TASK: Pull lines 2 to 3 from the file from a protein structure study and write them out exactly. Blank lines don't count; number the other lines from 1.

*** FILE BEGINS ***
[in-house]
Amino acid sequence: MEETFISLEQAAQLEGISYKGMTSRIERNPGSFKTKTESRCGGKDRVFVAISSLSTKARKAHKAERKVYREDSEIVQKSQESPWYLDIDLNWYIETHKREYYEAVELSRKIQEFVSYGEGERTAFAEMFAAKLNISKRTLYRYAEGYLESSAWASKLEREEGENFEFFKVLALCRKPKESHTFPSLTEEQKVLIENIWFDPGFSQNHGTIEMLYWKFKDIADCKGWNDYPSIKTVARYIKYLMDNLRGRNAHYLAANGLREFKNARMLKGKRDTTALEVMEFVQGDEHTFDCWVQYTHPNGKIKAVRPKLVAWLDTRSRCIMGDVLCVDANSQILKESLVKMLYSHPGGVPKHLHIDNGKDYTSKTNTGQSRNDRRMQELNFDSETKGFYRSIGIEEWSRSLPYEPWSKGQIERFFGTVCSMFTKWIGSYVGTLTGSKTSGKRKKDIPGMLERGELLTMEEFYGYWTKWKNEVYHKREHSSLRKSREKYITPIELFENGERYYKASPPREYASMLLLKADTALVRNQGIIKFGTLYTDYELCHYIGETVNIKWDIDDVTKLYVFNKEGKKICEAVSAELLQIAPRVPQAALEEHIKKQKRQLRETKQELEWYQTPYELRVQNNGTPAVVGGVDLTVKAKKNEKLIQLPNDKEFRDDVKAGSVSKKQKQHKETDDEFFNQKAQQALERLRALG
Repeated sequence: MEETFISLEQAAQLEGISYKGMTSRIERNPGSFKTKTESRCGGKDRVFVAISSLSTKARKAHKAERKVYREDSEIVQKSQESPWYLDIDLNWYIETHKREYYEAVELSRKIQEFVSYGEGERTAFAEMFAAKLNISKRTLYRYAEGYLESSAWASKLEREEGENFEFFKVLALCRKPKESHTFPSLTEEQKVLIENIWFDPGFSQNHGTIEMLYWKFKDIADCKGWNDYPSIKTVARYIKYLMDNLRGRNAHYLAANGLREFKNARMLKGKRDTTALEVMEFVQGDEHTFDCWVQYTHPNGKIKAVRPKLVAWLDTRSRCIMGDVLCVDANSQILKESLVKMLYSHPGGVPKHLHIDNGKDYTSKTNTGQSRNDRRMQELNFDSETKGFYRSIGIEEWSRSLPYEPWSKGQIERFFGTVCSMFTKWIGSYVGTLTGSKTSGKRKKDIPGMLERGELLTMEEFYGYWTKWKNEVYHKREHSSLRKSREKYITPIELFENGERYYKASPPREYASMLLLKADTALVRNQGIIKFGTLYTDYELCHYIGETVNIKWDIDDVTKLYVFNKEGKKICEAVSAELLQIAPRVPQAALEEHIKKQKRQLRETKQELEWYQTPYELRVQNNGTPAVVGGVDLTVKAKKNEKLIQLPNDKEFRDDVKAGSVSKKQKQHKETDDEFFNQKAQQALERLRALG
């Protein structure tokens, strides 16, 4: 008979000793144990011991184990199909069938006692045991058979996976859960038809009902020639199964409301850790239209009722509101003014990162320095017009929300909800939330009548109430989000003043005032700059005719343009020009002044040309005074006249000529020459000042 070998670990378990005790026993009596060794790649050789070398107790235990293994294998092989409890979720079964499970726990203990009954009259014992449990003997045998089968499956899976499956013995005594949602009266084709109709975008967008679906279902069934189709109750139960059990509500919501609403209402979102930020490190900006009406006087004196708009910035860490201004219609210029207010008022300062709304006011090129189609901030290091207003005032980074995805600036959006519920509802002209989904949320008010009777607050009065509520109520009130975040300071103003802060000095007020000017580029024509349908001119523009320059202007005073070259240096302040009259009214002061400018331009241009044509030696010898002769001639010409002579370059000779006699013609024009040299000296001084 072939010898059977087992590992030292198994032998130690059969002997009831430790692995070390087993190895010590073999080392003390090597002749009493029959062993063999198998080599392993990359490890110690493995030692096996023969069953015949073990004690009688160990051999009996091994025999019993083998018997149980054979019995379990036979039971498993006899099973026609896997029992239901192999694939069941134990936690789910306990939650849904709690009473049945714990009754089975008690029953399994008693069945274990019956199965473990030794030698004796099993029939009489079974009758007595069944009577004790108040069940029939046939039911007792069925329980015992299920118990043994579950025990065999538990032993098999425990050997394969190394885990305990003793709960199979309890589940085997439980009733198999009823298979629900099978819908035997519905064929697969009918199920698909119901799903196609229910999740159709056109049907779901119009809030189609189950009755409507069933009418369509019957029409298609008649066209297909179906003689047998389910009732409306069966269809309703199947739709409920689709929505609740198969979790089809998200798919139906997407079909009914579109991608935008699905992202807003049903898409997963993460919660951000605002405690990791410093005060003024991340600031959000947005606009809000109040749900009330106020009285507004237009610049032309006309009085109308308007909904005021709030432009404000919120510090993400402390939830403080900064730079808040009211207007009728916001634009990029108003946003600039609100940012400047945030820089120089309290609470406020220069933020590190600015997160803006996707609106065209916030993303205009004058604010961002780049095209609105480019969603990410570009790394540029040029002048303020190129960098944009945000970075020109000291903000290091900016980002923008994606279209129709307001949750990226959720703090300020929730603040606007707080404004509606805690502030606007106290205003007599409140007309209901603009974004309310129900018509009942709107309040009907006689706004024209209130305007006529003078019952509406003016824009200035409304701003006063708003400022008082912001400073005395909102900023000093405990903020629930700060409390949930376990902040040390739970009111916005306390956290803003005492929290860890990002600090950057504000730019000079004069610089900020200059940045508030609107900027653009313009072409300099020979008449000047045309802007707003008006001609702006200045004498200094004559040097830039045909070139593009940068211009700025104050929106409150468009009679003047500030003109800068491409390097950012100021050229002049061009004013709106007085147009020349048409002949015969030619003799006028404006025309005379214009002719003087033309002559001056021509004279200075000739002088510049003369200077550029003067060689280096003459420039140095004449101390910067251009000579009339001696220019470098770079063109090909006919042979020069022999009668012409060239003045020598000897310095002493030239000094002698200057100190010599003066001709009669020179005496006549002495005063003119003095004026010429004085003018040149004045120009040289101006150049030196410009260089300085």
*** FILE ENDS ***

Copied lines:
Amino acid sequence: MEETFISLEQAAQLEGISYKGMTSRIERNPGSFKTKTESRCGGKDRVFVAISSLSTKARKAHKAERKVYREDSEIVQKSQESPWYLDIDLNWYIETHKREYYEAVELSRKIQEFVSYGEGERTAFAEMFAAKLNISKRTLYRYAEGYLESSAWASKLEREEGENFEFFKVLALCRKPKESHTFPSLTEEQKVLIENIWFDPGFSQNHGTIEMLYWKFKDIADCKGWNDYPSIKTVARYIKYLMDNLRGRNAHYLAANGLREFKNARMLKGKRDTTALEVMEFVQGDEHTFDCWVQYTHPNGKIKAVRPKLVAWLDTRSRCIMGDVLCVDANSQILKESLVKMLYSHPGGVPKHLHIDNGKDYTSKTNTGQSRNDRRMQELNFDSETKGFYRSIGIEEWSRSLPYEPWSKGQIERFFGTVCSMFTKWIGSYVGTLTGSKTSGKRKKDIPGMLERGELLTMEEFYGYWTKWKNEVYHKREHSSLRKSREKYITPIELFENGERYYKASPPREYASMLLLKADTALVRNQGIIKFGTLYTDYELCHYIGETVNIKWDIDDVTKLYVFNKEGKKICEAVSAELLQIAPRVPQAALEEHIKKQKRQLRETKQELEWYQTPYELRVQNNGTPAVVGGVDLTVKAKKNEKLIQLPNDKEFRDDVKAGSVSKKQKQHKETDDEFFNQKAQQALERLRALG
Repeated sequence: MEETFISLEQAAQLEGISYKGMTSRIERNPGSFKTKTESRCGGKDRVFVAISSLSTKARKAHKAERKVYREDSEIVQKSQESPWYLDIDLNWYIETHKREYYEAVELSRKIQEFVSYGEGERTAFAEMFAAKLNISKRTLYRYAEGYLESSAWASKLEREEGENFEFFKVLALCRKPKESHTFPSLTEEQKVLIENIWFDPGFSQNHGTIEMLYWKFKDIADCKGWNDYPSIKTVARYIKYLMDNLRGRNAHYLAANGLREFKNARMLKGKRDTTALEVMEFVQGDEHTFDCWVQYTHPNGKIKAVRPKLVAWLDTRSRCIMGDVLCVDANSQILKESLVKMLYSHPGGVPKHLHIDNGKDYTSKTNTGQSRNDRRMQELNFDSETKGFYRSIGIEEWSRSLPYEPWSKGQIERFFGTVCSMFTKWIGSYVGTLTGSKTSGKRKKDIPGMLERGELLTMEEFYGYWTKWKNEVYHKREHSSLRKSREKYITPIELFENGERYYKASPPREYASMLLLKADTALVRNQGIIKFGTLYTDYELCHYIGETVNIKWDIDDVTKLYVFNKEGKKICEAVSAELLQIAPRVPQAALEEHIKKQKRQLRETKQELEWYQTPYELRVQNNGTPAVVGGVDLTVKAKKNEKLIQLPNDKEFRDDVKAGSVSKKQKQHKETDDEFFNQKAQQALERLRALG